The last time I travelled in a Citroen 2CV, it was right at the beginning of my driving career. I was seventeen, and the venue was a stubble field in a nearby farm, where a group of my schoolfriends had gathered. We were all there in our first cars, and those with the least mechanical sympathy would thrash their steeds mercilessly on the bumpy dirt. Of the motley selection of near-scrap that had assembled, one machine stood head and shoulders above the others where it came to rough terrain prowess – a luridly coloured ‘Bamboo’ edition 2CV.
We each took it in turns to roll the Citroen, gathering as much momentum as possible, making steering inputs that were as vigorous and abrupt as we could. And, although some truly alarming lean angles were achieved, the Tin Snail was resolute on keeping its tyres in contact with the earth. Things might have been different on solid tarmac, but harsh treatment on this loose surface resulted only in understeer. In fact, the 2CV probably did more ploughing on that summer afternoon than the Farm’s Massey Ferguson would later in the year.
Twenty years later and I’m back in a 2CV. Just like before, we’re on private land, but – although the car is broadly the same, the circumstances are rather different. Different enough for me to fear what my next 2CV experience might involve – when I’m 57.
Certain regular visitors to Hooniverse – those who regularly drive an HMV Freeway, for instance – will protest, but the Citroen 2CV really is the least amount of car you can readily call an automobile. Dimensionally, there are far smaller cars out there, but precious few have less material content than the baby Citroen. All up, the 2CV has a kerbweight of 600kg. Again, there are lighter cars, but many of those will have been designed with weight-saving in mind from the outset, making much use of advanced composite materials. Not so the 2CV, which is made from elements primitive enough to have been in abundance in inter-war France, when the prototype was developed.
The 2CV’s design was fundamentally clever, with a suspension system that was linked from front to rear to prevent squat and dive when braking, and which helped the car maintain a level attitude when crossing rutted terrain. Its longitudinal stability was fantastic, though its lateral behaviour rather less so. However, despite tyres which some mountain bikes can out-wide, its grip on the road is incredibly strong, thanks largely to a remarkably low centre of gravity.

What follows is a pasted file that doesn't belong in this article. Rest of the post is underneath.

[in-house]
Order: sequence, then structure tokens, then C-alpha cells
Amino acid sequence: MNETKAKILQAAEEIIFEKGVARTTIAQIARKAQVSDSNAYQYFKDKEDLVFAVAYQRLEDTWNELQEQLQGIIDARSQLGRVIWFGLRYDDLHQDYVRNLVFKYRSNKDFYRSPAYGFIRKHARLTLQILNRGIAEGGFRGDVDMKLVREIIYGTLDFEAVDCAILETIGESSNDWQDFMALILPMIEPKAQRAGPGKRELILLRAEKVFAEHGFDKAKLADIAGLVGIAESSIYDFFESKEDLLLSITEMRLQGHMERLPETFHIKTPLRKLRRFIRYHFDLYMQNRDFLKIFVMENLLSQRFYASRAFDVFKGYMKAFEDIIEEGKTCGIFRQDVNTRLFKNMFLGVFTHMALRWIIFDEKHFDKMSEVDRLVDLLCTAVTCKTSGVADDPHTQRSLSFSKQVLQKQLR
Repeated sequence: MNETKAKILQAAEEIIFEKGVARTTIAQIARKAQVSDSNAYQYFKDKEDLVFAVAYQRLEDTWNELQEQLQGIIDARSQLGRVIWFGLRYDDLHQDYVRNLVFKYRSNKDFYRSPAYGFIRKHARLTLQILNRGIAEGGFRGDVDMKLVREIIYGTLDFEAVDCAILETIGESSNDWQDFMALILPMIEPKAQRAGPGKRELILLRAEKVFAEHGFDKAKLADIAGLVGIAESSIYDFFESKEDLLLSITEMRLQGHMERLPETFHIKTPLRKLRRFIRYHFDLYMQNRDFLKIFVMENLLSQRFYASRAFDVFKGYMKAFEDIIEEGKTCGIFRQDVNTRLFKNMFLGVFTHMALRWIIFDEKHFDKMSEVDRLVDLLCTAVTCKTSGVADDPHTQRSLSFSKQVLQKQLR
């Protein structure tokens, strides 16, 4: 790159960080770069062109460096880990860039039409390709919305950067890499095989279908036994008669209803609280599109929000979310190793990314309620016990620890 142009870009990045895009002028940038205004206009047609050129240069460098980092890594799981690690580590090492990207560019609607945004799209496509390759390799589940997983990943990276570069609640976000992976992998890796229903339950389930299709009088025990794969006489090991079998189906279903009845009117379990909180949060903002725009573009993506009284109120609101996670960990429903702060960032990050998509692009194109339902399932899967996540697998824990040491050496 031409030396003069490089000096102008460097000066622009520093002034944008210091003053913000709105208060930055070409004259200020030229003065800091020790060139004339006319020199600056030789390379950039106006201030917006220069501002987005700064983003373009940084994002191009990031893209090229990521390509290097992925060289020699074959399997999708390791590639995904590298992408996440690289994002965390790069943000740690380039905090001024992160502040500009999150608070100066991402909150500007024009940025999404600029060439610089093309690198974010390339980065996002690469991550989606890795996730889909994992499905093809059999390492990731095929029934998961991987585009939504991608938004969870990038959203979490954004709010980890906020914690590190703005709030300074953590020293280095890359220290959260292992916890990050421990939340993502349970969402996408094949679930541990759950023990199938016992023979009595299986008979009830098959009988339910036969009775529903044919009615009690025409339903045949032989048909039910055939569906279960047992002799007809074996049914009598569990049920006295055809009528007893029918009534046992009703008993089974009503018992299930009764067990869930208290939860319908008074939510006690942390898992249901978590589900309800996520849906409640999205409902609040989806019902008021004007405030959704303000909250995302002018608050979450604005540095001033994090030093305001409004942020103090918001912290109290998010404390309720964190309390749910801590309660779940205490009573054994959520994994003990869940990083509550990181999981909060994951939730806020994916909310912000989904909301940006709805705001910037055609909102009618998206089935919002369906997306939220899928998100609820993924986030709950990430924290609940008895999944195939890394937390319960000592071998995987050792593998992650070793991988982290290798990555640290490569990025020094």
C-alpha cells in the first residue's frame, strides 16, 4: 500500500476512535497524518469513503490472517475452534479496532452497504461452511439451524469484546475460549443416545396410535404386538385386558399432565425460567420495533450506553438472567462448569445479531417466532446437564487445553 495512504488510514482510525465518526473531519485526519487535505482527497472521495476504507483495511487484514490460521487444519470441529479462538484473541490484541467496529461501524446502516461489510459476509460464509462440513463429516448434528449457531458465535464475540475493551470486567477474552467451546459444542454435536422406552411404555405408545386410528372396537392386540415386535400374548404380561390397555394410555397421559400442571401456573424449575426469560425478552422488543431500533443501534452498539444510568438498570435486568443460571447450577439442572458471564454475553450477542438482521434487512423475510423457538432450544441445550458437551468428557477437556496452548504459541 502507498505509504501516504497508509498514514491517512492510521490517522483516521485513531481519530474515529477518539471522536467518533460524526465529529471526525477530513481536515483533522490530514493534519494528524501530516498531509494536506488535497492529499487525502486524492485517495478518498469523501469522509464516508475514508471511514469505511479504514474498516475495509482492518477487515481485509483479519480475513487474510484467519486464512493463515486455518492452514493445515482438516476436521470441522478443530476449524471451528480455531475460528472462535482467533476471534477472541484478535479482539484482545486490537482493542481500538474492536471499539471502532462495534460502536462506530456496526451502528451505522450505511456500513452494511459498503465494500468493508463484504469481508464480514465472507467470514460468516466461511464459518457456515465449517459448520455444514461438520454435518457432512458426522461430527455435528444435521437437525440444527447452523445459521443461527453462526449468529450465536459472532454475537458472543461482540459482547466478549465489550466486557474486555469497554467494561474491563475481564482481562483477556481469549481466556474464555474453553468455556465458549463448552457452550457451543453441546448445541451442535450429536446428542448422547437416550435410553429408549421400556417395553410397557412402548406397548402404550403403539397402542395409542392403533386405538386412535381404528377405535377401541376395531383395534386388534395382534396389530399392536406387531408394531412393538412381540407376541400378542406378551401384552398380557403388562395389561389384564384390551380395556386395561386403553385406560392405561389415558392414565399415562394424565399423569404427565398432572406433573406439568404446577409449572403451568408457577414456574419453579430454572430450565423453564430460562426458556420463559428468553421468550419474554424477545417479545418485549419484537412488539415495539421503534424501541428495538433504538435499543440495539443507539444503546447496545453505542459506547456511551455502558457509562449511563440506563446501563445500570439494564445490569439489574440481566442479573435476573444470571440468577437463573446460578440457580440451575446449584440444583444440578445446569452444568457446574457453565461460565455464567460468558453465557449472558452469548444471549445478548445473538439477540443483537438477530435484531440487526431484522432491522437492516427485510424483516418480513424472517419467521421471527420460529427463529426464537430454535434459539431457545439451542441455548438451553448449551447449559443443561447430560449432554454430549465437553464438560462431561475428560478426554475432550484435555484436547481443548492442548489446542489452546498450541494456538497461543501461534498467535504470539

The 2CV carries much of its weight in its chassis. Its interconnected suspension system links horizontally, and runs parallel to its chassis rails. Its engine – all 652cc of it on later models – can be lifted by two men and probably bench-pressed by the more athletic. Add seats – the hammock-style tube-framed originals will do – and you can drive away; the bodywork only really serves to provide shelter from the elements and – with the canvas roll-top roof open, barely affords that.
Just how marginal the 2CV’s construction is can be best seen from inside the car. On my brief ride I sat in the back, where I spent the next ten minutes looking around in wonderment. Here I could readily see the body’s tubular frame – little thicker than a McDonalds straw – from which all the body panels are suspended. The doors, which are flat panels that plug gaps wrought in the structure, are no more than an inch thick, and practically hollow in construction. Its robustness, though, has been proven sufficient by hordes of survivors that exist today in loving, sympathetic hands. However, compare the monocoque body of something like a Mini – arguably Britain’s people’s car equivalent of the 2CV – and the Citroen is undeniably flimsy.
I find it hard to get my head round the fact that Citroen’s 1989 model range had the 652cc, body-on-frame 2CV at one end, and the dart-shaped, hydropneumatically suspended, 3.0-litre, 24v, Citroen XM – a car with an electrically adjusted centre armrest – at the other, and it’s this that throws how things have changed into vivid and terrifying perspective. For one thing, the 2CV was never subjected to mandatory safety testing. The French company certainly didn’t ignore safety, but rather paid it lip service. Subject it to the Euro NCAP tests that face most popular cars today, though, and the Tin Snail would barely budge the needle on the safety o’meter.